Thursday, May 7, 1998
Towaco, NJ (May 7, 1998) -- In my column of March 12 I spoke about diversification and why we expect that we will ultimately end up owning around 12 Cash-Kings in our portfolio. Tonight I'd like to revisit the issue from a different perspective.
Many companies offer their employees a number of different ways by which they can acquire company stock. Sometimes, the employees don't have a choice in the matter, either.
This practice often goes so far as to allow employees to purchase stock through payroll deductions, oftentimes at a discount. The most common discount I've seen is 15%.
Yep, that's right, many companies allow their employees to purchase stock in their company at a discount just because they are employees. Sounds like a fabulous deal, doesn't it? So good that you'd consider buying stock through such a plan even if you thought that there were other investments that had better appreciation potential.
When most people first hear about these types of plans, their response may be something like "Where do I sign up?" Or, "What a deal. I better get started before they change their minds and cancel the plan."
It's true that on the surface, the opportunity to purchase company stock at a discount sounds like a deal that's too good to pass up. However, before deciding that it's a "no-brainer" to enroll in such plans, there are a few things that should be considered. For example, how long are you required to hold stock that you purchase through such plans? Are you fortunate enough to participate in your company's stock option plan? If so, how many shares do you hold rights to under that plan? Are you a participant in your company's 401(k) plan and if so, how much of your contributions and the related company match are used to purchase stock in your company?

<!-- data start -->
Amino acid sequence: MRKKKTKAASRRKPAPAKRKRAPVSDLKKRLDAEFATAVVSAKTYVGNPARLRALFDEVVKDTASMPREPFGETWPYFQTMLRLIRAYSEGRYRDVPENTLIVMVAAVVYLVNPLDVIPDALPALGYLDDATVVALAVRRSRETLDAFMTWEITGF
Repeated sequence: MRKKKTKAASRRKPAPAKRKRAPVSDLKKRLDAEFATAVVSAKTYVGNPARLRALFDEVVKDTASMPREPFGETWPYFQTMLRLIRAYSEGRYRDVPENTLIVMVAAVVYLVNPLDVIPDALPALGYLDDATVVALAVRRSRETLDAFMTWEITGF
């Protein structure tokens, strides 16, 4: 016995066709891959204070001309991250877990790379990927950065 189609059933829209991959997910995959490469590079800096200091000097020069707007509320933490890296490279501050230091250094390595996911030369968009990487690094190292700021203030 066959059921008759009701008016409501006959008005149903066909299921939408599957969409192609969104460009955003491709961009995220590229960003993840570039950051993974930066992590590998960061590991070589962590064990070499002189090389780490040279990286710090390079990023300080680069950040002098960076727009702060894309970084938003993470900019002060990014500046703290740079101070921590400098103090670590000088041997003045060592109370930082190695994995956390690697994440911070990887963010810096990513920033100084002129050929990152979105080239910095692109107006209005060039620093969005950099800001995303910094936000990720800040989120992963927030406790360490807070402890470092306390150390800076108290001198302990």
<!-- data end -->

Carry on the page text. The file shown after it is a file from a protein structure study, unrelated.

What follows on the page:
Once you've answered these questions you should add up these pieces and determine how much of your overall portfolio (whether it represents amounts that are in taxable or non-taxable accounts) is represented by your company's stock. There's another piece that should be considered, as well. This is the one that's easiest to overlook, too.
Who is it that pays the salary that you need to meet your daily expenses? Why, your employer, that's who. This is just another way in which you are dependent upon the company that you work for in order to meet all past, present and future financial obligations.